Sometimes we simply don’t like to write. We don’t feel inspired. But if you don’t set out to accomplish a lot, and instead just “dribble it out” in small efforts, you may still find yourself being productive despite your mood.

For more writing advice from Jack Smith, look for his new book, Write and Revise for Publication, at the Writer’s Digest Shop!

3 Big Tips for Writing a Children’s Picture Book Like a Pro

3 Big Tips for Writing a Children’s Picture Book Like a Pro

Small but mighty, picture books help raise children into lifelong readers. Children's book author Diana Murray offers 3 big tips for writing a picture book like a pro.

5 Things I Learned About Writing From Watching Soap Operas

5 Things I Learned About Writing From Watching Soap Operas

Lessons in writing can come from various forms of art or entertainment. Author Alverne Ball shares 5 things he learned about writing from watching soap operas.

From Script

Writing from an Intimate Point of View and Adding Essential Elements to Solidify Your Screenplay (From Script)

In this week’s round up brought to us by Script magazine, TV writer Kate Sargeant shares a first-hand look on her new digital series that was a life-changing experience. Plus an interview with filmmaker Mia Hansen-Løve, a new installment from ‘Ask the Coach’ and more!

Writing Mistakes Writers Make: Collecting Advice but Never Writing

Writing Mistakes Writers Make: Collecting Advice (but Never Writing)

The Writer's Digest team has witnessed many writing mistakes over the years, so this series helps identify them for other writers (along with correction strategies). This week's mistake is to collect writing advice at the expense of actually writing.

The Benefits of a Book Coach for Writers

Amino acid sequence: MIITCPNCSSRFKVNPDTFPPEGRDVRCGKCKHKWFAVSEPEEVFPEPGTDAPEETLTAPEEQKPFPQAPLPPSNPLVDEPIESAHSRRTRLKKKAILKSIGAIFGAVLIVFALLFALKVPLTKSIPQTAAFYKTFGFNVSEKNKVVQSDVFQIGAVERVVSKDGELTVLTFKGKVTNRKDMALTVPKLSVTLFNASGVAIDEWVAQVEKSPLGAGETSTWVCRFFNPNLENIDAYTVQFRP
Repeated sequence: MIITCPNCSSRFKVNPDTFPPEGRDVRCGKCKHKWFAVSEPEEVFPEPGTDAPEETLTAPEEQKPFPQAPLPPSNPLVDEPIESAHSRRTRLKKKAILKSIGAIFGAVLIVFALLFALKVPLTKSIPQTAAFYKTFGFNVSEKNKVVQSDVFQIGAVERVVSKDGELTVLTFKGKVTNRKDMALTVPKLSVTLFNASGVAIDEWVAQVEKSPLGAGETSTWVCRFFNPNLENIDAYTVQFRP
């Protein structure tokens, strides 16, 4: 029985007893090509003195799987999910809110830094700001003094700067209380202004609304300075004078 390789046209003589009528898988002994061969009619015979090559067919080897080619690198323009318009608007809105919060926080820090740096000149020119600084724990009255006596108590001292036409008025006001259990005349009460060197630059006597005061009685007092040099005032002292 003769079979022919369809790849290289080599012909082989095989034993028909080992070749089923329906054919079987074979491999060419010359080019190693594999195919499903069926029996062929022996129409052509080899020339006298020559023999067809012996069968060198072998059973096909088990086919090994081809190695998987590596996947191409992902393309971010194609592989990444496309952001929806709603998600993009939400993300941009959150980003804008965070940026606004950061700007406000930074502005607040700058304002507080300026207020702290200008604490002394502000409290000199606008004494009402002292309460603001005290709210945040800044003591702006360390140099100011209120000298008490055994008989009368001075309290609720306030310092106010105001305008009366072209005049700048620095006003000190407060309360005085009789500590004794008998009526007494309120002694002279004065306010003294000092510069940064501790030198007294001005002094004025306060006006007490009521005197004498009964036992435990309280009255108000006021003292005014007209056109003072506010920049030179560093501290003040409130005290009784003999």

The Benefits of Having a Book Coach for Writers

What is a book coach? How could they help authors? Award-winning author and writing instructor Mark Spencer answers these questions and more in this post about the benefits of having a book coach for writers.

Clare Chambers: On Starting Fresh and Switching Gears

Clare Chambers: On Starting Fresh and Switching Gears

Award-winning author Clare Chambers discusses the fear and excitement of switching genre gears in her new historical fiction novel, Small Pleasures.

Poetic Forms

Exquisite Corpse: Poetic Forms

Poetic Form Fridays are made to share various poetic forms. This week, we look at the exquisite corpse (or exquisite cadaver), a collaborative poem that would make a fun poetic game.

How Opening Ourselves to Other People Can Make Us Better Writers

How Opening Ourselves to Other People Can Make Us Better Writers

The writing process is both individual and communal, as receiving constructive feedback and outside encouragement helps our drafts become finished manuscripts. Author Peri Chickering discusses how opening ourselves up to others can make us better writers.

What Forensic Science’s Godmother Taught Me About Writing Mysteries

What Forensic Science’s Godmother Taught Me About Writing Mysteries

Stephanie Kane discusses the impact of Frances Glessner Lee, the godmother of forensic science, and her crime scene dioramas on writing mysteries.